In Defense of The Museum of Jurassic Technology, Los Angeles

In Defense of The Museum of Jurassic Technology, Los Angeles

The Museum of Jurassic Technology in Culver City, LA, is strange little place. I could try to describe it room by room, with accurate nouns and such, but a literal retelling of my trip won’t do it justice. Plus, I don’t want to spoil it for you, in case you ever end up going. It’s like The Sixth Sense – better if you don’t know the twists, although still worth your time if you do.

So. Imagine a wealthy gentleman from an alternate dimension has welcomed you to visit his private collection of trinkets and trappings from around an alternate universe. The rooms are dark and the layout impossibly twisty. You move between reading plaques that you know are false and exhibits you think are probably true. Here and there there are unexplained contraptions in unmarked boxes, and once a day a little theater shows a hypnotically dreamy movie you can’t figure out. On the roof, a woman serves you tea from a samovar and you sit and drink it as tame pigeons fly around you.

I know that sounds weird, maybe a little Nightvale-esque. And that’s how it feels.

Let me provide some clarification here. First, The Museum of Jurassic Technology is not about technology, or the Jurassic, or any combination of those things. (To the people I’ve seen complaining about the lack of actual Jurassic Technology: friends, I have some bad news for you about the technological achievements of dinosaurs.)

Second, the Museum is definitely a museum. Some people seem think that the MJT is an art installation, not a museum at all. I’m not sure what concept of a museum these people are working from, but I feel it’s arbitrarily narrow. A museum simply collects and displays objects of some significance. No one says they have to be upfront about everything. Besides, what exactly is the difference between a museum that’s actually an art installation and a plain old art museum?

The MJT invites you to think about museums. The Yelp reviews for the MJT are fascinating, as everyone seems to have strong opinions about what the museum’s purpose is and whether or not they enjoyed it.  Reactions from others range from “interesting and creative” to “what’s the point of a museum if you don’t learn anything”?  Multiple reviewers mention feeling like they were on drugs (glad I wasn’t the only one). Others talk about how creepy the place was or how dense the explanatory texts were.

The “Why would you go to a museum where you don’t learn anything?” issue is often repeated in negative reviews. This is a good place to mention that people go to museums for different reasons. Some go to learn. Some go to facilitate experiences for their children. Some seek a particular atmosphere, some visit museums because they were in town and it seemed like a cool thing to do. Every one of these reasons is a perfectly valid reason for visiting. (Here’s a bit more on the subject.) Museums aim to educate through collections, but administrators and visitors must realize that not everyone visits museums because they’re interested in absorbing facts from little white plaques.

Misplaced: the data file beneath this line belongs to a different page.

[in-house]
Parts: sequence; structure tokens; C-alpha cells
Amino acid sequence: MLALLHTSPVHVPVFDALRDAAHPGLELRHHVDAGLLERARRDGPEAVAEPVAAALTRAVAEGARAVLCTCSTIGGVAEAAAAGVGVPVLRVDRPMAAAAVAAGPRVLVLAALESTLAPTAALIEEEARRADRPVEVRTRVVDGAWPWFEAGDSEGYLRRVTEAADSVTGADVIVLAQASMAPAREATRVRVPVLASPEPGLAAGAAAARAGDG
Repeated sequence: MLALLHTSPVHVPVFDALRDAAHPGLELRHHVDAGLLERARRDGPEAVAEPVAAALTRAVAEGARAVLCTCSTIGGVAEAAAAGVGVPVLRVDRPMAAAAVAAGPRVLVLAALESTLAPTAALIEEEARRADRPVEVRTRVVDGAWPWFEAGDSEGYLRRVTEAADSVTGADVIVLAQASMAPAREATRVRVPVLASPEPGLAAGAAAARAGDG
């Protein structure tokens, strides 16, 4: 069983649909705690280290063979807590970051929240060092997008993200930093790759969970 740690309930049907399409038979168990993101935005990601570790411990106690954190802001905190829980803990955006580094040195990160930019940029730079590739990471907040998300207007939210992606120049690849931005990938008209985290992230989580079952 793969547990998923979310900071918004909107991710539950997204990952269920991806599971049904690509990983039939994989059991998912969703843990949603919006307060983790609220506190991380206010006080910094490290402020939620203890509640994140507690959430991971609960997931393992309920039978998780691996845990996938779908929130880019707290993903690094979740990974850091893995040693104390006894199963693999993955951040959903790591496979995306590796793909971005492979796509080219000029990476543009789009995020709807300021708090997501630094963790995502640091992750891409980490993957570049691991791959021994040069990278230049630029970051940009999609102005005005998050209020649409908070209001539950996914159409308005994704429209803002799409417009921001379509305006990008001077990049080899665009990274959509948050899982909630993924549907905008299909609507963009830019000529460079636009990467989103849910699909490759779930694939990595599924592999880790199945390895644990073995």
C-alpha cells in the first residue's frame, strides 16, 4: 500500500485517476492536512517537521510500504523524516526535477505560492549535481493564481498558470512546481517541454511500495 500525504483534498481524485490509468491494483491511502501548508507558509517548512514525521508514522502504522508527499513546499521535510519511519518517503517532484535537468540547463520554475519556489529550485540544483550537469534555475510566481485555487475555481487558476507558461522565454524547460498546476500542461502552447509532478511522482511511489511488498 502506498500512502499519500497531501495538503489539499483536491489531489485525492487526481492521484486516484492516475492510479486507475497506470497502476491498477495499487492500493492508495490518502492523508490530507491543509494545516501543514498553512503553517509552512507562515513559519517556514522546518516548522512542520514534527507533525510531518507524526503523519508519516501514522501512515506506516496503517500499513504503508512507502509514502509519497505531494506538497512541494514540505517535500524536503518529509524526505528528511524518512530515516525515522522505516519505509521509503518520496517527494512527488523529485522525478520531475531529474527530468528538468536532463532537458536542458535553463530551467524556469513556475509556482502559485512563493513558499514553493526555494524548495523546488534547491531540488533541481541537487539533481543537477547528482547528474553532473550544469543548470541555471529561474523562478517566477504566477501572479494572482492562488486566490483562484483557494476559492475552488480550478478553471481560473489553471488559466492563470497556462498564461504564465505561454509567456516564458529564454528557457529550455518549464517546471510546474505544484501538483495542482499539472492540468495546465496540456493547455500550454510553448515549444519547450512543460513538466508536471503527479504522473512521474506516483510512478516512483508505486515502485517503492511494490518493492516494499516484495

Learning takes place in many ways – you can read about something, hear about something talk about something, or (most powerfully) experience something. Most people don’t spend much time thinking about the theory behind museums or their own reactions to exhibits. The MJT forces you to think about how you’re processing information, how museums are set up, and what your expectations of a museum are. Twisting halls make you think about layout. Dark rooms make you think about comfort and atmosphere. Long, long paragraphs of small print text make you think about exhibit design. Constantly catching yourself thinking “wait, is that real”? makes you think about how much faith you’ve previously put in exhibit designers. The elaborate bathroom and rooftop garden are unique, personal, and completely different from what most people expect, again making you think about what you expected and what you actually got.

That’s a little heady, so if you’re still reading, thanks for sticking around. I’ll wrap this up, as I don’t want to make the MJT sound pretentious or overly-meta. I don’t want to make it sound too much of anything at all, really. The museum is an experience in museums, a work of art, an interactive work of fiction, or an old building full of outright lies, depending on your perspective. If you’re in the area, it’s so worth the trip. Make sure to visit.


Three brightly colored eraser boxes, each designed like a box of tea.
Three tea scented erasers I picked up in the gift shop.


A hand holds a tea cup.
A tea cup from the Museum of Jurassic Technology in Los Angeles, California.


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